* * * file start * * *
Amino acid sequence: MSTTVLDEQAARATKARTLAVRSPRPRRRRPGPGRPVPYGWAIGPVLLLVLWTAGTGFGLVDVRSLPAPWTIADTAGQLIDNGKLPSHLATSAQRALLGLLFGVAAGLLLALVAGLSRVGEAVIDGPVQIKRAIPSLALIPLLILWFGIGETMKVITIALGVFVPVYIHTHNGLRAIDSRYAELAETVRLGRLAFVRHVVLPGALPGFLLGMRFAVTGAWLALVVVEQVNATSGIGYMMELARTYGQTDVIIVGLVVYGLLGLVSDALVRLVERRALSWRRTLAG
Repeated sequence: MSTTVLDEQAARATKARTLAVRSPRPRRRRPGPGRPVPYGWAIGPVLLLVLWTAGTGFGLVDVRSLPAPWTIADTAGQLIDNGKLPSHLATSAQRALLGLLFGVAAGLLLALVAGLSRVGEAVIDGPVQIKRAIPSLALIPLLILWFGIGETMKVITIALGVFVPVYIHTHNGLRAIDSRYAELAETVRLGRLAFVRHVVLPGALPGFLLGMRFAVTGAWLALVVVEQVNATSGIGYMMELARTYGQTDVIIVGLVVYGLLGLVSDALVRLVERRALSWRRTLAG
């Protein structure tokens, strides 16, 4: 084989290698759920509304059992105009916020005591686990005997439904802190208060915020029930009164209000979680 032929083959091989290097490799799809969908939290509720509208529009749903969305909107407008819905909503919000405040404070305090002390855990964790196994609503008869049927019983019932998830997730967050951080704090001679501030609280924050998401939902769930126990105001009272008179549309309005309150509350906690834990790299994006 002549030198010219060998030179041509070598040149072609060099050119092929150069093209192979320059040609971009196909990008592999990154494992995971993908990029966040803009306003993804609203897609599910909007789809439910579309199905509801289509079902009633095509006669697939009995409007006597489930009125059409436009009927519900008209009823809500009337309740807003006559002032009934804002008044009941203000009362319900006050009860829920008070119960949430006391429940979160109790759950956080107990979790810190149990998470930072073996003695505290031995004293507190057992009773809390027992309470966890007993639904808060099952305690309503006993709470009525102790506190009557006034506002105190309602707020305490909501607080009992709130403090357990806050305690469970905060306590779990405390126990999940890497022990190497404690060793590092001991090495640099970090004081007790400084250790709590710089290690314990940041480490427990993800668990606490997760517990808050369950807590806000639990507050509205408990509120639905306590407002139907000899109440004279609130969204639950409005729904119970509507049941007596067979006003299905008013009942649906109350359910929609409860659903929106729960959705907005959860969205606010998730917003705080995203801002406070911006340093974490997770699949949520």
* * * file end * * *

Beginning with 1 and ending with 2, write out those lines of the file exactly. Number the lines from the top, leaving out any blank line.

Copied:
Amino acid sequence: MSTTVLDEQAARATKARTLAVRSPRPRRRRPGPGRPVPYGWAIGPVLLLVLWTAGTGFGLVDVRSLPAPWTIADTAGQLIDNGKLPSHLATSAQRALLGLLFGVAAGLLLALVAGLSRVGEAVIDGPVQIKRAIPSLALIPLLILWFGIGETMKVITIALGVFVPVYIHTHNGLRAIDSRYAELAETVRLGRLAFVRHVVLPGALPGFLLGMRFAVTGAWLALVVVEQVNATSGIGYMMELARTYGQTDVIIVGLVVYGLLGLVSDALVRLVERRALSWRRTLAG
Repeated sequence: MSTTVLDEQAARATKARTLAVRSPRPRRRRPGPGRPVPYGWAIGPVLLLVLWTAGTGFGLVDVRSLPAPWTIADTAGQLIDNGKLPSHLATSAQRALLGLLFGVAAGLLLALVAGLSRVGEAVIDGPVQIKRAIPSLALIPLLILWFGIGETMKVITIALGVFVPVYIHTHNGLRAIDSRYAELAETVRLGRLAFVRHVVLPGALPGFLLGMRFAVTGAWLALVVVEQVNATSGIGYMMELARTYGQTDVIIVGLVVYGLLGLVSDALVRLVERRALSWRRTLAG